The demise of Britain’s savings culture is a symptom of a nation on life support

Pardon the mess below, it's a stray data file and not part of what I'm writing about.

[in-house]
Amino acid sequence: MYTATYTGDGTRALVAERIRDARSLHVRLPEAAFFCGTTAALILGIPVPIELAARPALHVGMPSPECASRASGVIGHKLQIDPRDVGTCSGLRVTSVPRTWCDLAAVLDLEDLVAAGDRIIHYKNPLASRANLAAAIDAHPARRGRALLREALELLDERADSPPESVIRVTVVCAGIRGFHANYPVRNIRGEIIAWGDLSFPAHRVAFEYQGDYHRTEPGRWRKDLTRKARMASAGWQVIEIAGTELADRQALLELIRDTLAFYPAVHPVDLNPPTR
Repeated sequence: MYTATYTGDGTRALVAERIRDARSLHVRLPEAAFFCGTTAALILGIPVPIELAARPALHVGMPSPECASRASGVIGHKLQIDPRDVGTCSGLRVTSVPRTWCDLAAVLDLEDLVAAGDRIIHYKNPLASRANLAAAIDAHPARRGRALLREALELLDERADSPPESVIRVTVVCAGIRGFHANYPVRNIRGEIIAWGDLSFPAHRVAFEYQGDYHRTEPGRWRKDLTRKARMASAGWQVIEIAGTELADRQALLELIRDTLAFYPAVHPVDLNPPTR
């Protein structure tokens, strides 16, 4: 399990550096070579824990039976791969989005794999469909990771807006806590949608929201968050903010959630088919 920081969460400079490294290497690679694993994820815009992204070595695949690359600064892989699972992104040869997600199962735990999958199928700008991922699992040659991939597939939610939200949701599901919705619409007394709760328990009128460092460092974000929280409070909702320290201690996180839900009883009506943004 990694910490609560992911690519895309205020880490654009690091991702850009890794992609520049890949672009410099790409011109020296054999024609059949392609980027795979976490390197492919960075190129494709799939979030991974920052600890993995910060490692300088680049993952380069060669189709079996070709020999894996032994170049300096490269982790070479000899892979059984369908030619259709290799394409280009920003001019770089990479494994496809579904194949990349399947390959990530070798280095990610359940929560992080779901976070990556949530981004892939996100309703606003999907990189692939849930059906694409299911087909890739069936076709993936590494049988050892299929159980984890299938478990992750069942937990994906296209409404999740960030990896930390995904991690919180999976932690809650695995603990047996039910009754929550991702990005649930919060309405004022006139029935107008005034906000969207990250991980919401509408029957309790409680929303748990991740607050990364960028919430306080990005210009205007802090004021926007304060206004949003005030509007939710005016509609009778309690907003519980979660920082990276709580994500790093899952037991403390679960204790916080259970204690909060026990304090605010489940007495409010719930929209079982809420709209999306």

Britain is no longer a nation of savers. A depressing report published this week ranks us at the very bottom of the developed world when it comes to putting money aside for a rainy day. The Resolution Foundation, a think tank, estimates more than 700,000 families in the UK have no savings whatsoever. What’s more, it also emerged this week that six in 10 households have already blown all of their lockdown savings to help meet rising costs. It is a disaster – not just for households – but for our economy. Yet the death of Britain’s savings culture cannot be blamed solely on the cost of living crisis. Astonishing house price growth over many decades, as well as an increasing tax burden, has robbed many savers of a tangible target. You can see why some have lost faith in saving for a deposit on a home when property prices have long grown at a rate faster than anyone could feasibly put away. It’s a damning indictment of 12 years of Conservative rule that as a nation we are now so vulnerable to economic crisis. The Government has had to pay our energy bills and cover our salaries in recent years. Prosperity is now seen as unattainable for many and taxes are increasingly so high that much of society has developed aspiration apathy. But the consequences are long lasting. If we struggle to save, we get on the property ladder later than previous generations and we delay saving for retirement even longer. Without savings we are more reliant on the state. Many do not see the point of saving. I wonder how many young children now have piggy banks. The decline of cash has also helped take away a sense of palpability with money. The big banks are partially responsible too, having failed to nurture a savings culture. Interest rates have been poor for well over a decade and largely unresponsive to the Bank of England’s recent rate hikes. Banks are too flush with cash to feel the need to boost returns for savers. The Resolution Foundation argues that incentives to save are disproportionately beneficial to the wealthy, ‘Prosperity is unattainable for many and taxes are so high that much of society has aspiration apathy’ while middle- income households cannot afford the luxury. It controversially suggests that there should be a total cap of £100,000 on tax-free savings that can be put into an Isa. But why punish those who have diligently saved? Tax relief on savings needs to be increased, not reduced, to encourage sensible saving. Higher-rate taxpayers can earn just £500 of interest before needing to pay tax. Improved rates on easy-access accounts have shown how unjust this current tax-free saving allowance is. The cap should be raised to take into account inflation’s corrosive impact. Savings mean financial independence, but Britain has forgotten why this is important. As a result, household resilience has been blown wide open by a bout of inflation and a modest rise in mortgage rates. Having a personal war chest isn’t just vital for households, it is key for the Treasury and the economy. How can we be expected to weather a recession if we have no motivation to save? Jeremy Hunt, the Chancellor, needs to find a way to incentivise savings again. Until then, Britain will continue to live hand to mouth, storing up problems for future taxpayers.